Flint, MI– The judge presiding over the case regarding former Gov. Rick Snyder’s involvement in the Flint Water Crisis decided he needed more time to review information before ruling on the motion to dismiss the case. 

“This motion is dealing with some matters that don’t cross the desk of a District Court judge very often, this one-person grand jury, multi-county grand jury,” said Judge William Crawford II at the status conference Feb. 23. “Don’t remember that in law school. Don’t remember that on the bar exam, either.”

On Jan. 13, Snyder was charged with two counts of willful neglect of duty for his involvement in the Flint Water Crisis. The counts are misdemeanors, punishable by up to a year in jail and a $1,000 fine.

Two weeks later, Snyder’s attorney, Brian Lennon, made a motion for the judge to “quash,” or dismiss, the case for being filed in the “improper venue,” and for what he said was a “lack of jurisdiction.” Lennon argued that the charges were not only false, but also filed in the wrong county. He said the case should be handled in Lansing, not Genesee County. 

Crawford was set to hear arguments on this motion today, but decided to move them to March 9, at 9 a.m, citing many concerns. 

The first was just that he just needed more time to review the case information.

“Unlike the judges that you may normally practice in front of…they all have law clerks to help them review all these matters and cases,” Crawford said. “Here in the district court, it’s just me…there may be some people that could digest all that and rule on this today, but not me.”

Crawford’s second concern had to do with him being a Flint resident. Last month, the attorney for Flint’s Former Director of Public Works Howard Croft requested Crawford be disqualified from presiding over the case because he was a Flint resident during the water crisis.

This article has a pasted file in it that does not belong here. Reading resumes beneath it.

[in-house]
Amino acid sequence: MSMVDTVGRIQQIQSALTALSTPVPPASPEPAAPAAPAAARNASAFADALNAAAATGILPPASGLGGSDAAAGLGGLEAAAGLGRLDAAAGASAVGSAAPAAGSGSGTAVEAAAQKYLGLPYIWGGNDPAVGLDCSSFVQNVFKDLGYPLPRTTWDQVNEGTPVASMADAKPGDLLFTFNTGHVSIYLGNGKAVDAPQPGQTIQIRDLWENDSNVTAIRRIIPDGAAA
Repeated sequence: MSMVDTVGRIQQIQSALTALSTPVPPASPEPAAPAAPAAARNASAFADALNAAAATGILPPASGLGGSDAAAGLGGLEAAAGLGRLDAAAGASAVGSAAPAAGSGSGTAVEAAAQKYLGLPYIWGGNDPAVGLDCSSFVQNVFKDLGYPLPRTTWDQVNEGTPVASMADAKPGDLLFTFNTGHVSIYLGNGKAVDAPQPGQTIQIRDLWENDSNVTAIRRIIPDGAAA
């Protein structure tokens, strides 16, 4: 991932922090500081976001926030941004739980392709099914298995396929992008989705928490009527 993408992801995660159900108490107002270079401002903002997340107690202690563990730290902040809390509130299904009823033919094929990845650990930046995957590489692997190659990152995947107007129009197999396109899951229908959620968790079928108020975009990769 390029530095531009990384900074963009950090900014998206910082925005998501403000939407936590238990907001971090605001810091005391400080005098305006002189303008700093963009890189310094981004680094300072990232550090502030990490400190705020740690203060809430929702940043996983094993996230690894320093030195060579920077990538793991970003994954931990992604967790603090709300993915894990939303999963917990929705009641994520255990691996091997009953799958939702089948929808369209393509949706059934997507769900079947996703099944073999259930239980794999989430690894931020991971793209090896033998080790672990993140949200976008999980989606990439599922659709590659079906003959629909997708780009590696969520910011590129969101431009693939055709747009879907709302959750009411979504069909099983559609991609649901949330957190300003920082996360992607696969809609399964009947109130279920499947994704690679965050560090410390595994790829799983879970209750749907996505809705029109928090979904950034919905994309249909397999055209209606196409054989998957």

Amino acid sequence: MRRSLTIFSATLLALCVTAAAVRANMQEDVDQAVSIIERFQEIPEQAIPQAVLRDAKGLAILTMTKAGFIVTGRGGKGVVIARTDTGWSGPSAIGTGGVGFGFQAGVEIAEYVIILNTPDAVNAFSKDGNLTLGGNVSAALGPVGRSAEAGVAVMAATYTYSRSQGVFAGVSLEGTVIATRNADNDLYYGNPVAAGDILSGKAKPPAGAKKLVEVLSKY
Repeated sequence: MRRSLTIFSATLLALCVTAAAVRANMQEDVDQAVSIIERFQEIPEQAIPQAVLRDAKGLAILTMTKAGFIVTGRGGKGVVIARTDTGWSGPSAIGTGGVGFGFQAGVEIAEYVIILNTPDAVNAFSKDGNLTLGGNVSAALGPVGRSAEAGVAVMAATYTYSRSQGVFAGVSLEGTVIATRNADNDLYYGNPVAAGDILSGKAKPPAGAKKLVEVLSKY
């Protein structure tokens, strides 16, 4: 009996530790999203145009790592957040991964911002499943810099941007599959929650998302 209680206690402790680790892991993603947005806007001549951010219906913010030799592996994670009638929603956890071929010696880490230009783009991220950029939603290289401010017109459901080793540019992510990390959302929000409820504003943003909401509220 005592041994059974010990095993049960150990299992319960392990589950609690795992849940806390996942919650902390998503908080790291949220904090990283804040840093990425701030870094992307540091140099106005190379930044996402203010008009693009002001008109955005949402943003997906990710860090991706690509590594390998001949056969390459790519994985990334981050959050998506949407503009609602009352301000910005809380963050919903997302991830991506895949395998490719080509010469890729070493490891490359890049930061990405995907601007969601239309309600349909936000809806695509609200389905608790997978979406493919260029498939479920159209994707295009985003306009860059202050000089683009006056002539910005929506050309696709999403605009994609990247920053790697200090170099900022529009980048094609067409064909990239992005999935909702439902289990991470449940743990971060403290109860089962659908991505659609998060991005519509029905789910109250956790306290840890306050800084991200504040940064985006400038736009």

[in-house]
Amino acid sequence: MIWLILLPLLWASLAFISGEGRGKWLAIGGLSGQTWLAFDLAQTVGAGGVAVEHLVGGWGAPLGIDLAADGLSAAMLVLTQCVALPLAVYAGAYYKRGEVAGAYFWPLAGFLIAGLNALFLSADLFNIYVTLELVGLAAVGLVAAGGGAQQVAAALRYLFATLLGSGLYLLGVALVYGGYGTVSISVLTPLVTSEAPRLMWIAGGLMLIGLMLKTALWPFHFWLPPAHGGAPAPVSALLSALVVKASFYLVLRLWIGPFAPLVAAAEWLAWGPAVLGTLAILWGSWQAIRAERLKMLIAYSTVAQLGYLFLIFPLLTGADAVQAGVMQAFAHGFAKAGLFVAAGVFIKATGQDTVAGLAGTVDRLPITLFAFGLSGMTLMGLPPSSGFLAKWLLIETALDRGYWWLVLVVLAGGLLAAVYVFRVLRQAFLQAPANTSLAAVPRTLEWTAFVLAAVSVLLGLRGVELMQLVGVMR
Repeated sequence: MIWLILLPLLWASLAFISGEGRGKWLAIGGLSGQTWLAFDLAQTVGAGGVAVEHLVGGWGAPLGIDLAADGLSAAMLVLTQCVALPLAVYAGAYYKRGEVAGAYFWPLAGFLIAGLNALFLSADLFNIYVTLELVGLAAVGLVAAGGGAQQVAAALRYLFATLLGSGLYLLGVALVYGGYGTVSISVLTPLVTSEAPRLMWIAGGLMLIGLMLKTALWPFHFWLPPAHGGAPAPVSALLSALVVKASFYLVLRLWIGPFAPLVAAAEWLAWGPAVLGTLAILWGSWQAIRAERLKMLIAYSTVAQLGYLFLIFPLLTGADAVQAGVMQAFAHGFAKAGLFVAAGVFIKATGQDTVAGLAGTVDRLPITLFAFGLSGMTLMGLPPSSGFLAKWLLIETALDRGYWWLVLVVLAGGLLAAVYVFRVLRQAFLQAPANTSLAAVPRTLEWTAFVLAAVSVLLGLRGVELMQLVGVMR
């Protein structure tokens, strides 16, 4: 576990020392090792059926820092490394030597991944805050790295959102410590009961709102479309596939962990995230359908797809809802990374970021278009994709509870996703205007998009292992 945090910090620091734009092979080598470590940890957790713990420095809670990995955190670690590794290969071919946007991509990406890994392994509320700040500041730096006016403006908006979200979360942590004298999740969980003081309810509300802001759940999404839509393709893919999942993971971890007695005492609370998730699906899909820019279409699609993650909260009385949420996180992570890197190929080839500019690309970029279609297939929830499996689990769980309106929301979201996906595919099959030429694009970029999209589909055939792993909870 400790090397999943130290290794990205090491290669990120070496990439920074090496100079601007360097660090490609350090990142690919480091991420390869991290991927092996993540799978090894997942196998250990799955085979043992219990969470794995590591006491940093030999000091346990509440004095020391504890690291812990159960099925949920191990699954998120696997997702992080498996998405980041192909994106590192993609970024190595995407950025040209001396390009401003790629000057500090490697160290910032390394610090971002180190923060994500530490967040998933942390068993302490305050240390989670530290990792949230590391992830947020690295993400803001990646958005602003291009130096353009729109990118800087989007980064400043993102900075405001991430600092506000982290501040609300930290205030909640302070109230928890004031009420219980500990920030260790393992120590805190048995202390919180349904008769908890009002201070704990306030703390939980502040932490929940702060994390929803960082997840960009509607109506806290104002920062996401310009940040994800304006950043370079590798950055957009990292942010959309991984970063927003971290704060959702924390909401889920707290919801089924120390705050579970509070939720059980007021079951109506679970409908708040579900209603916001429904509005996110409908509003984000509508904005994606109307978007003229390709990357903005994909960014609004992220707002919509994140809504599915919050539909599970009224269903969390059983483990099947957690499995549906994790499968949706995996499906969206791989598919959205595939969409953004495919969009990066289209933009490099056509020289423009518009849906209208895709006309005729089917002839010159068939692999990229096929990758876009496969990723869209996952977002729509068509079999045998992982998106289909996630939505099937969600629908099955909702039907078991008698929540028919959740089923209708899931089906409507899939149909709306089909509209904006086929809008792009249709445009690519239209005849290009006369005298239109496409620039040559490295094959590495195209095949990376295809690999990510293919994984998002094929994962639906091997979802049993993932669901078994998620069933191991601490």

The attorney, James White, said that because Crawford is “an alleged victim of Mr. Croft’s alleged” crime, he cannot be unbiased in his judgment.

Crawford asked the parties in the Snyder case whether or not they believe he is an appropriate judge for the case. He also said he believes there may be an issue in the future with finding Flint residents who could serve as jurors if the case goes to trial. 

The third issue was that he felt he is being asked to rule on whether Circuit Court Judge David Newblatt, who served as the one-man grand jury who authorized charges against nine officials, including Gov. Snyder, handled the matter correctly. 

“When you distill the arguments down to the bare bones, what it boils down to is that I am being asked to overrule the actions of a Circuit Court judge,” Crawford said. 

He wondered whether it would be more appropriate for this matter to be brought before Newblatt, or the Chief Judge for the Genesee County Circuit Court, or even the Michigan Court of Appeals. 

He was also concerned about the potential for inconsistent rulings, if he rules that it was done correctly, and the judge in the other cases rules otherwise. 

“For example, what if I say…this venue is correct, and she says the venue on the same issue is incorrect? So, I’m right and the circuit judge is wrong? And vice versa,” Crawford said. 

Crawford requested both parties think about his concerns, and submit their thoughts and opinions on the matter to him by next Monday. On Tuesday they will meet on a Zoom call to discuss their thoughts, and how they wish to proceed.

Amy Diaz is a journalist hailing from St. Petersburg, FL. She has written for multiple local newspapers in her hometown before becoming a full-time reporter for Flint Beat. When she’s not writing you...